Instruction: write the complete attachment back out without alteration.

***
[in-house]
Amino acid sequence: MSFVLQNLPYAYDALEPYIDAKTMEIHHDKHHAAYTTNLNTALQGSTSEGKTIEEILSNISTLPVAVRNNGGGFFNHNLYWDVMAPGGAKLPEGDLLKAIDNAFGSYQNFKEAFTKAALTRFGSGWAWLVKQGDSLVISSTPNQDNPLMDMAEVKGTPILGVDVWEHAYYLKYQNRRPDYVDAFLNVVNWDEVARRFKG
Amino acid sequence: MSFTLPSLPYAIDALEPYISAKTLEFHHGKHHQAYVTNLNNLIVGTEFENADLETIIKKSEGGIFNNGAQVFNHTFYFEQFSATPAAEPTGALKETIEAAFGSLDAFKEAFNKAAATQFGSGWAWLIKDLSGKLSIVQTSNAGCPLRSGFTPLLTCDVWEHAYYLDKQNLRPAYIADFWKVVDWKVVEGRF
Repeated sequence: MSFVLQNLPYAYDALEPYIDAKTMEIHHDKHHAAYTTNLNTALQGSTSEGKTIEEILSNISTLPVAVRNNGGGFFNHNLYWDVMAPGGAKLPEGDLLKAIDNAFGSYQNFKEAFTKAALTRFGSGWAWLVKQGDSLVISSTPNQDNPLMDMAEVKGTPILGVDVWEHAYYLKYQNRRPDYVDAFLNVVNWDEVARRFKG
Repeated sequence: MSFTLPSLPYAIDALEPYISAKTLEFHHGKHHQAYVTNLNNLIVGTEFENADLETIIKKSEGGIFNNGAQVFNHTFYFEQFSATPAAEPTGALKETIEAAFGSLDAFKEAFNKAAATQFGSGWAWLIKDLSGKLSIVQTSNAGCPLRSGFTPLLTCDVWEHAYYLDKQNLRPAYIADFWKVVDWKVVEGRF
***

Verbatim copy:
[in-house]
Amino acid sequence: MSFVLQNLPYAYDALEPYIDAKTMEIHHDKHHAAYTTNLNTALQGSTSEGKTIEEILSNISTLPVAVRNNGGGFFNHNLYWDVMAPGGAKLPEGDLLKAIDNAFGSYQNFKEAFTKAALTRFGSGWAWLVKQGDSLVISSTPNQDNPLMDMAEVKGTPILGVDVWEHAYYLKYQNRRPDYVDAFLNVVNWDEVARRFKG
Amino acid sequence: MSFTLPSLPYAIDALEPYISAKTLEFHHGKHHQAYVTNLNNLIVGTEFENADLETIIKKSEGGIFNNGAQVFNHTFYFEQFSATPAAEPTGALKETIEAAFGSLDAFKEAFNKAAATQFGSGWAWLIKDLSGKLSIVQTSNAGCPLRSGFTPLLTCDVWEHAYYLDKQNLRPAYIADFWKVVDWKVVEGRF
Repeated sequence: MSFVLQNLPYAYDALEPYIDAKTMEIHHDKHHAAYTTNLNTALQGSTSEGKTIEEILSNISTLPVAVRNNGGGFFNHNLYWDVMAPGGAKLPEGDLLKAIDNAFGSYQNFKEAFTKAALTRFGSGWAWLVKQGDSLVISSTPNQDNPLMDMAEVKGTPILGVDVWEHAYYLKYQNRRPDYVDAFLNVVNWDEVARRFKG
Repeated sequence: MSFTLPSLPYAIDALEPYISAKTLEFHHGKHHQAYVTNLNNLIVGTEFENADLETIIKKSEGGIFNNGAQVFNHTFYFEQFSATPAAEPTGALKETIEAAFGSLDAFKEAFNKAAATQFGSGWAWLIKDLSGKLSIVQTSNAGCPLRSGFTPLLTCDVWEHAYYLDKQNLRPAYIADFWKVVDWKVVEGRF